July 19, 2017

Will an Increase in Apprenticeships Help the Labor Shortage?

by Guest Blogger

Some interesting news out of Washington last month, with a potential impact on the building and construction industry: President Trump signed an executive order to increase apprenticeship funding to $200 million, granting the private sector more influence in designing those programs.

Per Construction Dive:

The Associated Builders and Contractors lauded the announcement Thursday and said the measures outlined in the executive order would help the construction industry with skills training and help eliminate a 500,000-worker shortage. 
 

One controversial aspect of the executive order is the fact that Trump does not require apprenticeship programs to be registered with the DOL, which currently sets program parameters and certifies them to make sure they're in compliance and provide quality training and education. Oversight of unregistered programs, critics say, could result in some sham offerings.

In an industry where 73% of construction companies anticipate having difficulty hiring the right people this year, any initiative that may help overcome that difficulty is greeted as welcome news.

What’s the impact? We certainly don’t know yet, but there could be some promise here. I recently wrote in a blog post for US Glass magazine about how we, as an industry, need to be making an investment in the employee of the future. Opportunities for an increased amount of apprenticeships in our industry may open a new avenue for us to accomplish that.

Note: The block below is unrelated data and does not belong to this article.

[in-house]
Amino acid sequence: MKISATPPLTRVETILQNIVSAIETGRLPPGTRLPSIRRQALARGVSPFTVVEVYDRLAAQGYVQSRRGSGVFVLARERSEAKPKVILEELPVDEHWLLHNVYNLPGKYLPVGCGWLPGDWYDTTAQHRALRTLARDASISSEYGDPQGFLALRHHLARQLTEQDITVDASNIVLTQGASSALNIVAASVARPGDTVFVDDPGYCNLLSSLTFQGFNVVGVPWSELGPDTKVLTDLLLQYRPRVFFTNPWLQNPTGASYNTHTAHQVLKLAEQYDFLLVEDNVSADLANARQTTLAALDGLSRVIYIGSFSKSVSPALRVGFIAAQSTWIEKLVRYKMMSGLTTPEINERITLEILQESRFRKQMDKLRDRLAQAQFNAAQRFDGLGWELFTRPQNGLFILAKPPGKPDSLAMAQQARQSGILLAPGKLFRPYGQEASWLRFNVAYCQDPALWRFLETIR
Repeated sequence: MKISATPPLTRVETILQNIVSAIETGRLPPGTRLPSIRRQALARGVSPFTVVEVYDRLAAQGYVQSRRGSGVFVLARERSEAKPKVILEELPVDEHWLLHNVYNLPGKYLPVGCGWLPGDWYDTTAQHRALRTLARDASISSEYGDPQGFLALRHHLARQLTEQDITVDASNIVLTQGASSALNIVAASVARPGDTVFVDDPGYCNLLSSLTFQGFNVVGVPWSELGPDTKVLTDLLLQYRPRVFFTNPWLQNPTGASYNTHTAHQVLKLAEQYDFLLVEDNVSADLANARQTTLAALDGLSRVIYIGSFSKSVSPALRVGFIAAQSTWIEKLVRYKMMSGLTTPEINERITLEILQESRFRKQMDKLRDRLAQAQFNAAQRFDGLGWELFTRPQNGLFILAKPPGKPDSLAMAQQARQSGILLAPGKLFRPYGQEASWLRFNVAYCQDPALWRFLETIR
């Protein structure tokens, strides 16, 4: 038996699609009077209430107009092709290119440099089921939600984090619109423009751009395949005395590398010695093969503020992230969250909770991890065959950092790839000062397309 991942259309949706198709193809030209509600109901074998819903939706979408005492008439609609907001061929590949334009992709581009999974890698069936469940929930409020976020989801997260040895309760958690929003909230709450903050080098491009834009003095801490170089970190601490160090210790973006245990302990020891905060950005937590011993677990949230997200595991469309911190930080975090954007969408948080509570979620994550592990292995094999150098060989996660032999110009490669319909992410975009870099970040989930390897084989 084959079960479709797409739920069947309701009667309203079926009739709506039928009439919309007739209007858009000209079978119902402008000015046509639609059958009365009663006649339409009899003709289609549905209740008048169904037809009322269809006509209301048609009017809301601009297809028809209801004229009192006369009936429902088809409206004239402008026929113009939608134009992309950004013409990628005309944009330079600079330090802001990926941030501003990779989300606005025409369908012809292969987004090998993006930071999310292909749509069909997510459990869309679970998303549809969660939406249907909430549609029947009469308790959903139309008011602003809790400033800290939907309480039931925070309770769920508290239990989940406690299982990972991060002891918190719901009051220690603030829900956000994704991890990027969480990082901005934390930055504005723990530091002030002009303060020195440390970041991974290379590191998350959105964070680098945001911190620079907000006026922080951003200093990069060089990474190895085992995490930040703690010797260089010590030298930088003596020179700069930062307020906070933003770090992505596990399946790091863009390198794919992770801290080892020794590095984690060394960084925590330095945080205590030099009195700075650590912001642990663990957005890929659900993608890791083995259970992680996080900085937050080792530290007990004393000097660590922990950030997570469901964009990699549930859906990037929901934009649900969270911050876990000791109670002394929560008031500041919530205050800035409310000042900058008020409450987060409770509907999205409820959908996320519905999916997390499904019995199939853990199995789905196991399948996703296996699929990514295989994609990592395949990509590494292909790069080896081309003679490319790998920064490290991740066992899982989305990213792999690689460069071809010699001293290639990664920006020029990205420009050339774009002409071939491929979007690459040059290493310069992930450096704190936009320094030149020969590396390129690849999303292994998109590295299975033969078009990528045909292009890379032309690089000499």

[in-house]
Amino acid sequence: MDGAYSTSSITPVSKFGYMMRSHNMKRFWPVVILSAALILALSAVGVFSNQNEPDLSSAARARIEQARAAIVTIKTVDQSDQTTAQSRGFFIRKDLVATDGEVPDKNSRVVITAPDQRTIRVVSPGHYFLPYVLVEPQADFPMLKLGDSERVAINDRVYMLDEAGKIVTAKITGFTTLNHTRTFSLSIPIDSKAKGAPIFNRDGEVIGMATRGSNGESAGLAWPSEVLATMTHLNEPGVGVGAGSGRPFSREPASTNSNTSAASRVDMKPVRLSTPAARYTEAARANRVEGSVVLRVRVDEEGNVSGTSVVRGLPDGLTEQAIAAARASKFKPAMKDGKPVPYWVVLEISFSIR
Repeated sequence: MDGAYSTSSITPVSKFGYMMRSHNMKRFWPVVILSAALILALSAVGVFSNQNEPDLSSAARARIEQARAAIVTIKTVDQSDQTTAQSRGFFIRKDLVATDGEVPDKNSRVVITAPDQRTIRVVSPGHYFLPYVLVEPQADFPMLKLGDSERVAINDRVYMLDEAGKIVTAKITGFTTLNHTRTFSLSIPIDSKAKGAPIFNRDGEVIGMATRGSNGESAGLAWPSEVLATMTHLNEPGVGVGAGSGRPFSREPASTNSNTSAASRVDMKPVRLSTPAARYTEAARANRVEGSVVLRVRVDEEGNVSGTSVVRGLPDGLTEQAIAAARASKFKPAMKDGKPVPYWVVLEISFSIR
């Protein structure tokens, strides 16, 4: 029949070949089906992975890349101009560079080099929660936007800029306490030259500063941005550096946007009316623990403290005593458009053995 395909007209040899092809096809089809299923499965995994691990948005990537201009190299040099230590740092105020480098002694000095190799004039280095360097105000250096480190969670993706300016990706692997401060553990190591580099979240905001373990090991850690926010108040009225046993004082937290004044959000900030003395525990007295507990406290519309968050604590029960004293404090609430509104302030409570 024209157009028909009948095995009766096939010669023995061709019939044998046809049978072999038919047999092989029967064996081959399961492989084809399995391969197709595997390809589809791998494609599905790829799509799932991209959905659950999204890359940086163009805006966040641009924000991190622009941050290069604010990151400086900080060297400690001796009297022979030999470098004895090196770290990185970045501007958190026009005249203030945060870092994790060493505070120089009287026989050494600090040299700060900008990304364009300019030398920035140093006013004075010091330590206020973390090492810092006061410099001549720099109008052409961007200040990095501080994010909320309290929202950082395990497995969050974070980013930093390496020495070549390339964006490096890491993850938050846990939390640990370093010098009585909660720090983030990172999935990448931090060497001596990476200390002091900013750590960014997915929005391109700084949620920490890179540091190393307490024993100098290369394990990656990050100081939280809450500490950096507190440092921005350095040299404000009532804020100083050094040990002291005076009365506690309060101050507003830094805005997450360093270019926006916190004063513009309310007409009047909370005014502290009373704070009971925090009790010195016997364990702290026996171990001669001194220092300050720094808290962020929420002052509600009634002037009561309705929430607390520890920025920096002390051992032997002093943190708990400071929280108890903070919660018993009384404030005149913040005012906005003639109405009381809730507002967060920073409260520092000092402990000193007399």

To the point that the executive order would grant more leeway to private businesses in establishing these programs, building and construction professionals must make sure to design these programs robustly, setting up apprentices for success.

It’s worth keeping our eyes on this development. And in the meantime, we can’t be resting on our laurels. Fenestration professionals must stay proactive in fostering the skills necessary to do the work that drives our business forward. One doesn’t become a skilled worker by accident. It takes training, it takes patience, and it takes investment—and it’s a two-way street between employee and employer. If we’re going to overcome a labor shortage, companies need to be sure we’re doing our part.

Questions or comments? Contact me directly at Joe.Erb@Quanex.com
 

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